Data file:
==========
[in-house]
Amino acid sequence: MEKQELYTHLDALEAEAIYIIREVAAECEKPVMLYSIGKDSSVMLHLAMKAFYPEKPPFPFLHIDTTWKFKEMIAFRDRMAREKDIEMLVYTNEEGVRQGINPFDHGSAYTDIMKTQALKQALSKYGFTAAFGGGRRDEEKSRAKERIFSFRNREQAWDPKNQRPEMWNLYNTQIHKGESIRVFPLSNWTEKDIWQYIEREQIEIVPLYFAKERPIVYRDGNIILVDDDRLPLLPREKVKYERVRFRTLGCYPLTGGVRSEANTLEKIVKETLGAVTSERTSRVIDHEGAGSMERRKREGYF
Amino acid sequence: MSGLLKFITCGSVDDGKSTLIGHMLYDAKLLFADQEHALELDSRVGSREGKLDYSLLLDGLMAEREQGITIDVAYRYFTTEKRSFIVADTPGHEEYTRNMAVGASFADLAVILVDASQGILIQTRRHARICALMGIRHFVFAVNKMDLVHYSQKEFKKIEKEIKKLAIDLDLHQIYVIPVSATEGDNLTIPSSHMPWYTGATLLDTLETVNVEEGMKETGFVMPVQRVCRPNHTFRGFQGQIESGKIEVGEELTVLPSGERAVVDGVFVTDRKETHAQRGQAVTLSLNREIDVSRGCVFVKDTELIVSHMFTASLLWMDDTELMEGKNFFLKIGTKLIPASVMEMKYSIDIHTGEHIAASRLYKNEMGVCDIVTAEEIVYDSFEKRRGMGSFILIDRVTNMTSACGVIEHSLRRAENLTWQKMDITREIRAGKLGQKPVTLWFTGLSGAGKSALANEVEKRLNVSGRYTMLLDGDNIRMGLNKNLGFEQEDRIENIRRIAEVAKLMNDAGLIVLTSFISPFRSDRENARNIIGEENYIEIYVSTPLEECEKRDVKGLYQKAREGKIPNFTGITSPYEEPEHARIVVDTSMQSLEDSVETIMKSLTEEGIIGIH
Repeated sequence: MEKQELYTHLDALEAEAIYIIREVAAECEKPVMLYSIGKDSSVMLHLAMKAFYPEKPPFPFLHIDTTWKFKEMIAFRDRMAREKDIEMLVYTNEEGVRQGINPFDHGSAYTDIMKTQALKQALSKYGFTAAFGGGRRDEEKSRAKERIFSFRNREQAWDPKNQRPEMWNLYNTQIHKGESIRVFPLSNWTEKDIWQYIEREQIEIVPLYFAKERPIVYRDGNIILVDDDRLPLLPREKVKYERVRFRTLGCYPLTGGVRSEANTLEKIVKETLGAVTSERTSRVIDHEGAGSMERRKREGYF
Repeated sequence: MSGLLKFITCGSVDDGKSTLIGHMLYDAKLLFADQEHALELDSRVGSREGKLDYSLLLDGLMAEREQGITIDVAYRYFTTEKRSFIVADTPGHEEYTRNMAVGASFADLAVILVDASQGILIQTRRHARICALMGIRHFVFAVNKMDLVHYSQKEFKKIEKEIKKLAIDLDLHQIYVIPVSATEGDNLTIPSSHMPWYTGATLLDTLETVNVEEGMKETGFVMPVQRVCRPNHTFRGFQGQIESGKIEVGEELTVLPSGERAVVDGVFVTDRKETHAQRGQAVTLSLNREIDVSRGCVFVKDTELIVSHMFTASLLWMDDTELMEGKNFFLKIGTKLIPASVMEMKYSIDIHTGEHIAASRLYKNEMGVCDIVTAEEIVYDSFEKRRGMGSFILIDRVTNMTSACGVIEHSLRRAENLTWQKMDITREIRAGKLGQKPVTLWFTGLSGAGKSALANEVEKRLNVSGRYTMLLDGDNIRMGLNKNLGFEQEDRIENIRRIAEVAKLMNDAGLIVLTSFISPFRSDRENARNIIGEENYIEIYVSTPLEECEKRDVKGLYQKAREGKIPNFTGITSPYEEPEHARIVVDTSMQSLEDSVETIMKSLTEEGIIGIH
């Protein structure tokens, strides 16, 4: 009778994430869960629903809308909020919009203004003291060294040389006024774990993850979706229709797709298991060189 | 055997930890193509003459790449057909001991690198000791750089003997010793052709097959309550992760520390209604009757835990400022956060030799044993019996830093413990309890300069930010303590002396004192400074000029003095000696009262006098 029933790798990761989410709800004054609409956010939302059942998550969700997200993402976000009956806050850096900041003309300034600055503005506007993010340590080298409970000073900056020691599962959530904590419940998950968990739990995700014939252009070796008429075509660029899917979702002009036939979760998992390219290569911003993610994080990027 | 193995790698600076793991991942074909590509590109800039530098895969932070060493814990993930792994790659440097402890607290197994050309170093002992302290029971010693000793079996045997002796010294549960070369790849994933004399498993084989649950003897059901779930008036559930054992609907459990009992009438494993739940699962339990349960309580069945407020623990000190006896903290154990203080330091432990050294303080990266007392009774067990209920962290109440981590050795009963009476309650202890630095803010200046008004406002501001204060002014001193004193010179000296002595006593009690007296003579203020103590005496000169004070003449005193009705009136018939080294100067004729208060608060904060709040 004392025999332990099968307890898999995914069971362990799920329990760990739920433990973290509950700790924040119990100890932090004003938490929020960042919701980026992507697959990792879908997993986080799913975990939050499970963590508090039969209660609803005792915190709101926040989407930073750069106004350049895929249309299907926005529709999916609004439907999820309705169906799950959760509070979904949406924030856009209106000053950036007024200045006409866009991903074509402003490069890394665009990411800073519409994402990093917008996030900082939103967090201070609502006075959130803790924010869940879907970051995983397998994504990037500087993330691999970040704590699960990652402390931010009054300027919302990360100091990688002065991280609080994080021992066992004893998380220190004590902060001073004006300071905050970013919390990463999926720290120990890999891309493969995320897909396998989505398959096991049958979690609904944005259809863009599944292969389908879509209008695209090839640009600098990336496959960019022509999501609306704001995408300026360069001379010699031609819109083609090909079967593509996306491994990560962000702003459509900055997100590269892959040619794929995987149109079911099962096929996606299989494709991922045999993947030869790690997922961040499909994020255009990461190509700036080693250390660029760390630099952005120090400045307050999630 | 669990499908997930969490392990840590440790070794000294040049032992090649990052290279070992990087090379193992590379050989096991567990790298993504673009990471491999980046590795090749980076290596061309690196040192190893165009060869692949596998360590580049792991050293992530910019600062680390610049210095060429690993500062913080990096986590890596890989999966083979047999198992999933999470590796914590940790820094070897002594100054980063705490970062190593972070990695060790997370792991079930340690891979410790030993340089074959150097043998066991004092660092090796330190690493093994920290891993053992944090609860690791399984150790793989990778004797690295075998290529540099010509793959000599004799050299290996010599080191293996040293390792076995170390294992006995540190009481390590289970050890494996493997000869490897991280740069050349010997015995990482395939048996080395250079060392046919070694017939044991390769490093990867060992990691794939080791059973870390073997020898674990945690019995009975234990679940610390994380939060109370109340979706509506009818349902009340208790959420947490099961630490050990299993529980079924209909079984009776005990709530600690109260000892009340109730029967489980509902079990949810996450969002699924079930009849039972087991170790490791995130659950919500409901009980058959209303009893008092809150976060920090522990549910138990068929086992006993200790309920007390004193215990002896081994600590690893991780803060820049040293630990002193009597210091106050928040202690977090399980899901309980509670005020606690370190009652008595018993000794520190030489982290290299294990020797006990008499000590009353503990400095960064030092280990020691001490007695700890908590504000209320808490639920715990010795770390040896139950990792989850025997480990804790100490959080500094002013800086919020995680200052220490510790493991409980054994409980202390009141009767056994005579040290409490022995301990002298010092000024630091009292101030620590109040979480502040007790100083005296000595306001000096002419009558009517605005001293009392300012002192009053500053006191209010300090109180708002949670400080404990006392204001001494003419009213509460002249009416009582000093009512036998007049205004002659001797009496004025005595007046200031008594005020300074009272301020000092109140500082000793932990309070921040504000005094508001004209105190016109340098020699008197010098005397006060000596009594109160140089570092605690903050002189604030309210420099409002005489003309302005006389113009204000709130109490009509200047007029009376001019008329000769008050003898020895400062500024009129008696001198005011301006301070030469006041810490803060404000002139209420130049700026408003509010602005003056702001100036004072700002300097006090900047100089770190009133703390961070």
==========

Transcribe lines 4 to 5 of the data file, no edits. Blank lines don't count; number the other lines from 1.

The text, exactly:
Repeated sequence: MEKQELYTHLDALEAEAIYIIREVAAECEKPVMLYSIGKDSSVMLHLAMKAFYPEKPPFPFLHIDTTWKFKEMIAFRDRMAREKDIEMLVYTNEEGVRQGINPFDHGSAYTDIMKTQALKQALSKYGFTAAFGGGRRDEEKSRAKERIFSFRNREQAWDPKNQRPEMWNLYNTQIHKGESIRVFPLSNWTEKDIWQYIEREQIEIVPLYFAKERPIVYRDGNIILVDDDRLPLLPREKVKYERVRFRTLGCYPLTGGVRSEANTLEKIVKETLGAVTSERTSRVIDHEGAGSMERRKREGYF
Repeated sequence: MSGLLKFITCGSVDDGKSTLIGHMLYDAKLLFADQEHALELDSRVGSREGKLDYSLLLDGLMAEREQGITIDVAYRYFTTEKRSFIVADTPGHEEYTRNMAVGASFADLAVILVDASQGILIQTRRHARICALMGIRHFVFAVNKMDLVHYSQKEFKKIEKEIKKLAIDLDLHQIYVIPVSATEGDNLTIPSSHMPWYTGATLLDTLETVNVEEGMKETGFVMPVQRVCRPNHTFRGFQGQIESGKIEVGEELTVLPSGERAVVDGVFVTDRKETHAQRGQAVTLSLNREIDVSRGCVFVKDTELIVSHMFTASLLWMDDTELMEGKNFFLKIGTKLIPASVMEMKYSIDIHTGEHIAASRLYKNEMGVCDIVTAEEIVYDSFEKRRGMGSFILIDRVTNMTSACGVIEHSLRRAENLTWQKMDITREIRAGKLGQKPVTLWFTGLSGAGKSALANEVEKRLNVSGRYTMLLDGDNIRMGLNKNLGFEQEDRIENIRRIAEVAKLMNDAGLIVLTSFISPFRSDRENARNIIGEENYIEIYVSTPLEECEKRDVKGLYQKAREGKIPNFTGITSPYEEPEHARIVVDTSMQSLEDSVETIMKSLTEEGIIGIH